Well of course, times have changed, and folks have realized that loading up all the sporting activities on Saturdays ended up excluding Jews who wished to keep their Sabbath. Now, sports are much more inclusive: they are equally inconvenient for people of all faiths.
So how exactly should I go about establishing a Sabbath time for my family? I have four thoughts on this:
1. Set realistic goals
Given the fact that each of my three children is doing a different sport, the chances are good that if we picked one particular day each week to be our 'day of rest', we'd end up penalizing one child's sport over the others, which hardly seems fair. For our family, it may not be realistic to find an entire day every week that can be entirely activity free. But perhaps we can find an evening, or a half-day once every two to three weeks.
2. Cherish days off from school
This week the kids have two days off from school because of Rosh Hashanah. In the past I might have just let this time get filled up with play-dates and errands. But this time I realized that I should at least reserve one of these days to be just for the family. Even if the parents still have to work, just giving the kids some downtime not in a clinic or 'day off from school camp' can be a gift.
3. Call for 'Family Time' nights to be both homework and activities free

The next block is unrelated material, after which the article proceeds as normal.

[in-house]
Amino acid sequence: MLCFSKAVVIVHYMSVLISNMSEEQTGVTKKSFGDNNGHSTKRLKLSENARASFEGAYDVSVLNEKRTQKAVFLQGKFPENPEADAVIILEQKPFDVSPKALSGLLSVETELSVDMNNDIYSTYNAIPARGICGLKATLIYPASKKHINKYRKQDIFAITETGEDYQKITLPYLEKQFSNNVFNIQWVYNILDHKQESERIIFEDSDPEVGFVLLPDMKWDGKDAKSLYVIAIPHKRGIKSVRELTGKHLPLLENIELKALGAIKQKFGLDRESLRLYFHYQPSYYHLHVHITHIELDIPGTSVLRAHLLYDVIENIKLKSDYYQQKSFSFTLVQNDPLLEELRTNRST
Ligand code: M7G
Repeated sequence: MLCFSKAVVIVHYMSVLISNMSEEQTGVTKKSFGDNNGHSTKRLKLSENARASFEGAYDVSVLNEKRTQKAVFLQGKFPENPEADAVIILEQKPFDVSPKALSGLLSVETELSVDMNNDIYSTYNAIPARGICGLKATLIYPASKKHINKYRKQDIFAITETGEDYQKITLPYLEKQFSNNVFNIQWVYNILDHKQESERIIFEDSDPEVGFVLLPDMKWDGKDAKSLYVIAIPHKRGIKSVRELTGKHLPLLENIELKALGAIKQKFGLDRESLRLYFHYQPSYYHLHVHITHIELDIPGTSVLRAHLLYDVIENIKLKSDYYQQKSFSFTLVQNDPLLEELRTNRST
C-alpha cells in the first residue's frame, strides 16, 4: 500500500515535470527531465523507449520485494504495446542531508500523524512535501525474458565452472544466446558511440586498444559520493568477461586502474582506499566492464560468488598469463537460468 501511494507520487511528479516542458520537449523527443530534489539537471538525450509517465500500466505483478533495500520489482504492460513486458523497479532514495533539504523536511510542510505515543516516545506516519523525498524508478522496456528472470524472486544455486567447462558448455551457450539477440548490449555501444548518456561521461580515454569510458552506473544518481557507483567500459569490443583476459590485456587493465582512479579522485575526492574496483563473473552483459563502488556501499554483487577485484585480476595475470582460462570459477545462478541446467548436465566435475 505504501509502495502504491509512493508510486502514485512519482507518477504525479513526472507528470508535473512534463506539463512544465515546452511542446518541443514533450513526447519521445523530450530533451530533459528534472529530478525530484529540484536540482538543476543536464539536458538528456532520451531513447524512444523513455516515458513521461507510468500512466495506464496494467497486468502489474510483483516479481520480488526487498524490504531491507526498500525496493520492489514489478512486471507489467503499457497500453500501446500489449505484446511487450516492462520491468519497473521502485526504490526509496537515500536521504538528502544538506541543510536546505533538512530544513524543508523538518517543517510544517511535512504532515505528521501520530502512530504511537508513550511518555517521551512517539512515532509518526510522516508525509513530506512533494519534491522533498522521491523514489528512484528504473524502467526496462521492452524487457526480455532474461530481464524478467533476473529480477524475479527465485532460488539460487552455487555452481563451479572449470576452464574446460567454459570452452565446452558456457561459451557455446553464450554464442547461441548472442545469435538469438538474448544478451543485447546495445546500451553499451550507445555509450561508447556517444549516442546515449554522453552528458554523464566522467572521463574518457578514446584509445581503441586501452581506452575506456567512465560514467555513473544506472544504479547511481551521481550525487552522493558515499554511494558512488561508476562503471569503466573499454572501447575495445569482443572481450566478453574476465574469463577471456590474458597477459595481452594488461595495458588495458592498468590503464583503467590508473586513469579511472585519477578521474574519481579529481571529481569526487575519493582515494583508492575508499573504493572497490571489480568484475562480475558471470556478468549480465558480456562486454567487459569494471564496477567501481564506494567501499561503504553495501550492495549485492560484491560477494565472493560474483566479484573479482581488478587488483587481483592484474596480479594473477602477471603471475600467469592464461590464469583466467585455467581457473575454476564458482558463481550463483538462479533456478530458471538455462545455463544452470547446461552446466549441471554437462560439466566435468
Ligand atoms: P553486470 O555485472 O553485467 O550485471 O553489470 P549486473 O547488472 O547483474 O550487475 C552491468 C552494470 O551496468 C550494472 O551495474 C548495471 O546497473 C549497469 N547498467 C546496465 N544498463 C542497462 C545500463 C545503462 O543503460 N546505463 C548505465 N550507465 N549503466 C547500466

Around the country, school districts are trying to foster downtime by instituting homework-free nights where families are supposed to have more quality time together. However, the last Family Time night I had last spring, we still didn't eat together because I was shuttling kids to various sports practices. If we are serious about fostering family-together time, then all the after-school demands on children's time need to be suspended, not just homework.
4. Religious institutions need to make sure they are part of the solution, not part of the problem.
Given how busy the kids are throughout the week, by Sunday mornings the last thing they want is to go to anything that has the word 'school' in it. Ironically, although attending church on Sunday mornings is supposed to be the way our Christian family celebrates the Sabbath, in fact, we don't actually spend any quality time together in church. We rush around in the morning getting dressed in our church clothes, then we sit quietly (ish) during the beginning of the service, then the kids go off to Sunday school while my husband and I stay and worship, then we separately talk to our friends for a bit at coffee hour and then it's time for whatever sport activity we have to go to in the afternoon. This hardly seems like a chance to create restful space for 'peak spiritual moments' with the kids.
Don't get me wrong. I strongly believe in giving my children a religious education, and have demonstrated that commitment both through attending church regularly and being a Sunday school teacher. But I also wonder if, given the environment that our children are living in, church needs to consider creating occasional alternative worship models that foster more family togetherness.
Well, that's it for now. I gotta stop writing and get ready to take the kids to sports practice.